Soft Plams Julia Kugel Scott Montoya Thinkbabymusic Collective Interview

Soft Palms

Our experience through the lockdowns has been a positive one, pretty much everything in our lives revolves around concerts, tour, school and studio work. Julia and The Coathangers had to cancel a couple tours, then we cancelled our annual music fest Happy Sundays along with all recording sessions at our studio. We live in Long Beach, and have been continuously impressed with the way local government and locals have been handling the quarantine situation. The mayor is making his decisions based on facts and information, and the community has been calm, supportive of each other and respecting the situation.

Nonetheless, we had already finished the record and were fortunate enough to sign with Everloving Records a couple weeks before the lockdown, so we’ve been able to give the proper attention to the release and videos, without the deadlines of all our other endeavors hanging over our heads.

Julia has been writing songs her whole life. She’s released a couple singles under White Woods, and we had been working on recording those songs. She enjoyed success from the singles, but it turns out there is four or five other “White Woods” bands out there. We figured a name change would be a good move since we have been writing new songs that are a combination of both our styles. One day we were driving home from the beach and “Soft Palms” just popped in there. I don’t remember the exact day, but I do remember the spot it happened.

The album was recorded using Pro Tools, Julia and I played majority of the instruments on it, the exceptions being a violin on “Not Love” and the lap steel guitar on “Oh Then Then”. Those were played by Laena Meyers-Ionita and Jimmy Delgado, respectively. Our gear includes a Fender Mustang and VOX AC15 along with Julia's most beautiful vocal cords in the world. I still have the 1977 Fender Antigua Precision bass and CC drums I used while recording and touring with The Growlers, and used those on this album. We also have a nice collection of percussion instruments we picked up while travelling, so we used those all over the place.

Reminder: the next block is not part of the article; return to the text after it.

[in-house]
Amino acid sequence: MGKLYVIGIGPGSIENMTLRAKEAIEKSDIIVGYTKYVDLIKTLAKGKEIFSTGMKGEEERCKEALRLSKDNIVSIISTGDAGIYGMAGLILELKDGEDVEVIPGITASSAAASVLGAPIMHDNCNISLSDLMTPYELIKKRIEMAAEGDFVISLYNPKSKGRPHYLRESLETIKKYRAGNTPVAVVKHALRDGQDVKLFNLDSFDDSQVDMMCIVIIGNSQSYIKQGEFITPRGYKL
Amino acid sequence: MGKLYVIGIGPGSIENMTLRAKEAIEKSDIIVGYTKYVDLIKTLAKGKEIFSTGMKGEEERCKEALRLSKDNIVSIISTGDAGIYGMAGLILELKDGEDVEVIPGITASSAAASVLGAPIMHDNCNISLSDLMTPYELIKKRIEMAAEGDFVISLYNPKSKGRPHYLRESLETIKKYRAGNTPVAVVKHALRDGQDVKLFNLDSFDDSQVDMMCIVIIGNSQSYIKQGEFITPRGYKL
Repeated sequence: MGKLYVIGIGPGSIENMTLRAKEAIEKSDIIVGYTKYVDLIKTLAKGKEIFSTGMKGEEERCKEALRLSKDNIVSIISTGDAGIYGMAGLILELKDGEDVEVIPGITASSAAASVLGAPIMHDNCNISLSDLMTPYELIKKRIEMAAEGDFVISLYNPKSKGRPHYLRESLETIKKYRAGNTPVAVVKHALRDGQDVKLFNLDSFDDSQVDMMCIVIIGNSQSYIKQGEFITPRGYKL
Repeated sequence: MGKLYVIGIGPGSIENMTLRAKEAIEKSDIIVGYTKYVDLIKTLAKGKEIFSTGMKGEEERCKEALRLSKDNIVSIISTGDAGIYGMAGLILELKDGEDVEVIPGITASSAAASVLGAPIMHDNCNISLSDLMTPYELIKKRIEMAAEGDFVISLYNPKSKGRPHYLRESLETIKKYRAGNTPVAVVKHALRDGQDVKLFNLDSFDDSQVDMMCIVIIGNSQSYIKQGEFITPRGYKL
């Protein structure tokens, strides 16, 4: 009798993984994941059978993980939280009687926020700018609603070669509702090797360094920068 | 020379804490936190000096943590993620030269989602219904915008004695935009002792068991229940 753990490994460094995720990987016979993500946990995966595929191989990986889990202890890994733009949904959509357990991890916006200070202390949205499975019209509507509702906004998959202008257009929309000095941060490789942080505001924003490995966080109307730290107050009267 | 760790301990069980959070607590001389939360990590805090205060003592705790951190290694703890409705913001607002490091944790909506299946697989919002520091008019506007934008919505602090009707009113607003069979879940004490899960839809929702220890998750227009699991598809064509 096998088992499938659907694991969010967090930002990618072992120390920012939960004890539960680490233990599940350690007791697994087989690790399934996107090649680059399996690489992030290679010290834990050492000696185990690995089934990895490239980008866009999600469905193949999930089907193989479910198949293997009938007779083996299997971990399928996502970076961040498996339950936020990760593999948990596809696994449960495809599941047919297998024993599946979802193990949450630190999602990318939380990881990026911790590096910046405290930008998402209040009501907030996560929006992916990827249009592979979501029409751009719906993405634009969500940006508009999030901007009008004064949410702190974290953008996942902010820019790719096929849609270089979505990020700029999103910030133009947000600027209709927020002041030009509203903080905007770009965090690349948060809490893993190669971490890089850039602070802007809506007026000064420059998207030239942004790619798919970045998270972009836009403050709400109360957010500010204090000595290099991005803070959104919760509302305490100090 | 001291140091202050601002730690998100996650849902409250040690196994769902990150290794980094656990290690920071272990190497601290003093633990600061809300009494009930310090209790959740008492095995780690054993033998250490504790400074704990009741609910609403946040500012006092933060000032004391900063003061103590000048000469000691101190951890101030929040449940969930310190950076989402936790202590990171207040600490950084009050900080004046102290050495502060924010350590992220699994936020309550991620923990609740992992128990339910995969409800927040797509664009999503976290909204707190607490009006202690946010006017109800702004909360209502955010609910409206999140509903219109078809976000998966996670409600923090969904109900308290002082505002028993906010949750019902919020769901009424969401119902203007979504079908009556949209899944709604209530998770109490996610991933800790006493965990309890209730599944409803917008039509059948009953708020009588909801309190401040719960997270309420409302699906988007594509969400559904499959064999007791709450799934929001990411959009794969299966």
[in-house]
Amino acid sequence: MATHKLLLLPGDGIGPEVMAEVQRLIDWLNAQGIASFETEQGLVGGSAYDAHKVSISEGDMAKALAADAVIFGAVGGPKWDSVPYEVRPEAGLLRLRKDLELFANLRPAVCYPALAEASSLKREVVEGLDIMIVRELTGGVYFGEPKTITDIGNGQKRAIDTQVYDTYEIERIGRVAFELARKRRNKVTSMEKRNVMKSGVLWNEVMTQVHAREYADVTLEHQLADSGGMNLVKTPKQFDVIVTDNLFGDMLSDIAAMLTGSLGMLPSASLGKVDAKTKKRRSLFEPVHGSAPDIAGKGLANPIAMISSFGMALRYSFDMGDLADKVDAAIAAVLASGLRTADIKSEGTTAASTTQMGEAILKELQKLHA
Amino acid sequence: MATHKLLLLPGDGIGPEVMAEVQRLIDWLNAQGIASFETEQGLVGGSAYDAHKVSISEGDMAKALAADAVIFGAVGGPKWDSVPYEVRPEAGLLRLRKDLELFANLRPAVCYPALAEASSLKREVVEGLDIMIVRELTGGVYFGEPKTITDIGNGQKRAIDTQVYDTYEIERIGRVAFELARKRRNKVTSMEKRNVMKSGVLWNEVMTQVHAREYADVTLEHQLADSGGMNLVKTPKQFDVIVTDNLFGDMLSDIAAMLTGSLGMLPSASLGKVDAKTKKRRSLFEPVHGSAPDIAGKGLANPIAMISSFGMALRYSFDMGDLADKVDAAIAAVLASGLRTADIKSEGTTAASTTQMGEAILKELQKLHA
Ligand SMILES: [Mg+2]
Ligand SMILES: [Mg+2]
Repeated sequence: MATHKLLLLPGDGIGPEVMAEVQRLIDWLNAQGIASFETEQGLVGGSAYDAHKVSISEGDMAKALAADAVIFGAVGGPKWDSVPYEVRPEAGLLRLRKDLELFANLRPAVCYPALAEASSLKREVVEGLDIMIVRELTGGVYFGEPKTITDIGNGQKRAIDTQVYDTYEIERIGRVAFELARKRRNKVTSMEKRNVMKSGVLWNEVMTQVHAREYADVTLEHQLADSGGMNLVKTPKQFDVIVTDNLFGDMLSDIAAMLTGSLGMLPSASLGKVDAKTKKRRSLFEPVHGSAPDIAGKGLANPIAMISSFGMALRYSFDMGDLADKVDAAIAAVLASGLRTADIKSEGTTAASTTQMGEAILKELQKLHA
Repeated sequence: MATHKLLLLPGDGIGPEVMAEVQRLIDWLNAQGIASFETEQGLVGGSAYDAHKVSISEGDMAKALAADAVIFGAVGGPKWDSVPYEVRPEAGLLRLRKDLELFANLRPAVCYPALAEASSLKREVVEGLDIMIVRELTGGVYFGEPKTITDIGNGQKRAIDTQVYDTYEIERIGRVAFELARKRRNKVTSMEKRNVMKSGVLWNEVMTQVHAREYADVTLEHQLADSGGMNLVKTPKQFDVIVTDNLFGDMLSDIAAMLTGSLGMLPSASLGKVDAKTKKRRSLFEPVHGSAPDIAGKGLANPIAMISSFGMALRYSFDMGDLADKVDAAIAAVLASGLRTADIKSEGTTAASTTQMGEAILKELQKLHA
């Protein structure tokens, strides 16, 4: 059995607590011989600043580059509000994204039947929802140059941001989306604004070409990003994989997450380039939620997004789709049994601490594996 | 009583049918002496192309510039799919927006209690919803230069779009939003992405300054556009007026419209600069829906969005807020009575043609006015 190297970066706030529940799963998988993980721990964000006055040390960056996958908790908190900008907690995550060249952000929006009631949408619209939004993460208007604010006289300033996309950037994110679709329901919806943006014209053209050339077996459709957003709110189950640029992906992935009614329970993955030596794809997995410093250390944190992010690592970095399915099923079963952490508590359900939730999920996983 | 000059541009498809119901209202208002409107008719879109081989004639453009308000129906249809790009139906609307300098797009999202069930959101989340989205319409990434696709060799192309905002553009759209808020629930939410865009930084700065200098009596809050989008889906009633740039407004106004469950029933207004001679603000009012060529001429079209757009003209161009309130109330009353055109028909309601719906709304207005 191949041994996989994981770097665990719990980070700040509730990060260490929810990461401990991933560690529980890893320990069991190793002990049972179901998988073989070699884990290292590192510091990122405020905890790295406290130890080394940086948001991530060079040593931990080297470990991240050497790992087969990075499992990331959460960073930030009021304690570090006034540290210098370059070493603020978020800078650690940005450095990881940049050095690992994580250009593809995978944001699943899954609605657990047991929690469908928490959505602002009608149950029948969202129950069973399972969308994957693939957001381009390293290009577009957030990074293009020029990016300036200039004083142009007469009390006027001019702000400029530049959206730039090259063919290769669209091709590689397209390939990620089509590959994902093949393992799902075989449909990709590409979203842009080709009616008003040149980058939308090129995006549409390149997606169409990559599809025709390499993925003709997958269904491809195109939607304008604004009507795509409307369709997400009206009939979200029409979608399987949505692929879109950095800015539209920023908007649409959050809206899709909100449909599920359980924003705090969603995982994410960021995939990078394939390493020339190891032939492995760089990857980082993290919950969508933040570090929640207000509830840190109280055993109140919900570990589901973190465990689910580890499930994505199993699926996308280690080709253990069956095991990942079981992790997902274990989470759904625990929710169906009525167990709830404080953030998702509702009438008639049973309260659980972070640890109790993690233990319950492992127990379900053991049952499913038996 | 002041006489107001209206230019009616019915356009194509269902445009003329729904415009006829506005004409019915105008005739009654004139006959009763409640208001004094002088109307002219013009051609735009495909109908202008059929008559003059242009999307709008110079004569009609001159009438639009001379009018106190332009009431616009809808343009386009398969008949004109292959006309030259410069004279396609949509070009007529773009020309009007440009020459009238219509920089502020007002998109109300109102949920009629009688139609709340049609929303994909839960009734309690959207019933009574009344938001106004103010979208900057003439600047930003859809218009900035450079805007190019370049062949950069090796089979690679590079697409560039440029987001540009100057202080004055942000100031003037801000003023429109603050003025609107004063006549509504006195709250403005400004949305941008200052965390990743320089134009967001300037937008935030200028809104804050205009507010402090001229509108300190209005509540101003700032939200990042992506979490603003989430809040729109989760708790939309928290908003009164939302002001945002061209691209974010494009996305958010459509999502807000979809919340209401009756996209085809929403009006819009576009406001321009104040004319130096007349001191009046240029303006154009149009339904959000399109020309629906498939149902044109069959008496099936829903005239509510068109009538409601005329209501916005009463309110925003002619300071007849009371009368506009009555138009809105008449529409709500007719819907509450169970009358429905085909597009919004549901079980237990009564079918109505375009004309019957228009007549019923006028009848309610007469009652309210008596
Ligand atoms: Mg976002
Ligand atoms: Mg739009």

Our personal mic collection isn’t huge but AEA Ribbon Mics was nice enough to let us use some of their amazing products. The majority of this record was recorded with their equipment. We used an N22 on bass, KU5A and an sm57 on guitar, Julia sang through an old Altec 639B using the AEA RPQ2 mic pre. We used AEA R84 on overheads using the Glyn Johns technique, thanks Mick!, D112’s on toms, Shure Beta 52 on the kick drum.

We've also been busy with our project called Studios For Schools, a nonprofit that helps put recording/production studios in high schools. We feel it’s important for everybody to have a creative outlet, and want to give students exposure to this creative medium. It started when my dad asked me to help build a recording studio in a broom closet at his old high school. Tina Heiland, head of the after school Young Filmmaker’s Society, was trying to give the students a sound stage to work on their projects.

To raise money, we auctioned autographed records, merch bundles, anything we could get our hands on and applied for tax-exempt status to make it easier to donate. We finished our first studio at Santiago high School last year, I go in every couple weeks to teach the students the basics of recording. It’s a grass roots operation, run by Julia and I. We’re always open to suggestions and donations so if you have any ideas let us know!

Published: In Print Issue Nº 08—2020
Interview by Sara D. Satàn, Thinkbabymusic Collective
Photography © Robin Laananen